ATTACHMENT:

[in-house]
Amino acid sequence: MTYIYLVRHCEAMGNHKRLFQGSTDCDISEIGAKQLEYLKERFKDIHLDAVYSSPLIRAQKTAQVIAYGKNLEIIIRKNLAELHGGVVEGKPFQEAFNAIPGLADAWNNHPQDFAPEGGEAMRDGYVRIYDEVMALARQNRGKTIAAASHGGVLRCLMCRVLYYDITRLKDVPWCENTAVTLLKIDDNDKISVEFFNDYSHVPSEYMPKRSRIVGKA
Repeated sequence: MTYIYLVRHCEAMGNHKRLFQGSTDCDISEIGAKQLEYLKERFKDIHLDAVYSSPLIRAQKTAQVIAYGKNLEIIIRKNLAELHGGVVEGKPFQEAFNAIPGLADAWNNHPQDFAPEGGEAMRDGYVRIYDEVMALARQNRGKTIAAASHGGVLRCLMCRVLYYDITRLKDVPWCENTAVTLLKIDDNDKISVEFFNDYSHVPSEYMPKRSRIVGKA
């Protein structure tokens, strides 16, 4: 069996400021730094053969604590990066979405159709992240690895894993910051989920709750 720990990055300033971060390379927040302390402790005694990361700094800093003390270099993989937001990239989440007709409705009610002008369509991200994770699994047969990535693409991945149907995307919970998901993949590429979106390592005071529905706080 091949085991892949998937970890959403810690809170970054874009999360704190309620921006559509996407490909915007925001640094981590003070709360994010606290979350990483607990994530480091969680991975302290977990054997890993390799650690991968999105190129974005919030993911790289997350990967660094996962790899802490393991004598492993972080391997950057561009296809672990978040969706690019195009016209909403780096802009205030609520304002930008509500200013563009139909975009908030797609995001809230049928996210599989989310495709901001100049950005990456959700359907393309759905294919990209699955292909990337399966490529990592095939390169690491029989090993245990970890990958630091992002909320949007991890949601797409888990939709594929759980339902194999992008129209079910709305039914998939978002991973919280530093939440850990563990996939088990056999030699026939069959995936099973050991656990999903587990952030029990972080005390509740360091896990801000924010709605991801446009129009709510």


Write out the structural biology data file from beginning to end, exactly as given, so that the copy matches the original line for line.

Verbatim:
[in-house]
Amino acid sequence: MTYIYLVRHCEAMGNHKRLFQGSTDCDISEIGAKQLEYLKERFKDIHLDAVYSSPLIRAQKTAQVIAYGKNLEIIIRKNLAELHGGVVEGKPFQEAFNAIPGLADAWNNHPQDFAPEGGEAMRDGYVRIYDEVMALARQNRGKTIAAASHGGVLRCLMCRVLYYDITRLKDVPWCENTAVTLLKIDDNDKISVEFFNDYSHVPSEYMPKRSRIVGKA
Repeated sequence: MTYIYLVRHCEAMGNHKRLFQGSTDCDISEIGAKQLEYLKERFKDIHLDAVYSSPLIRAQKTAQVIAYGKNLEIIIRKNLAELHGGVVEGKPFQEAFNAIPGLADAWNNHPQDFAPEGGEAMRDGYVRIYDEVMALARQNRGKTIAAASHGGVLRCLMCRVLYYDITRLKDVPWCENTAVTLLKIDDNDKISVEFFNDYSHVPSEYMPKRSRIVGKA
């Protein structure tokens, strides 16, 4: 069996400021730094053969604590990066979405159709992240690895894993910051989920709750 720990990055300033971060390379927040302390402790005694990361700094800093003390270099993989937001990239989440007709409705009610002008369509991200994770699994047969990535693409991945149907995307919970998901993949590429979106390592005071529905706080 091949085991892949998937970890959403810690809170970054874009999360704190309620921006559509996407490909915007925001640094981590003070709360994010606290979350990483607990994530480091969680991975302290977990054997890993390799650690991968999105190129974005919030993911790289997350990967660094996962790899802490393991004598492993972080391997950057561009296809672990978040969706690019195009016209909403780096802009205030609520304002930008509500200013563009139909975009908030797609995001809230049928996210599989989310495709901001100049950005990456959700359907393309759905294919990209699955292909990337399966490529990592095939390169690491029989090993245990970890990958630091992002909320949007991890949601797409888990939709594929759980339902194999992008129209079910709305039914998939978002991973919280530093939440850990563990996939088990056999030699026939069959995936099973050991656990999903587990952030029990972080005390509740360091896990801000924010709605991801446009129009709510």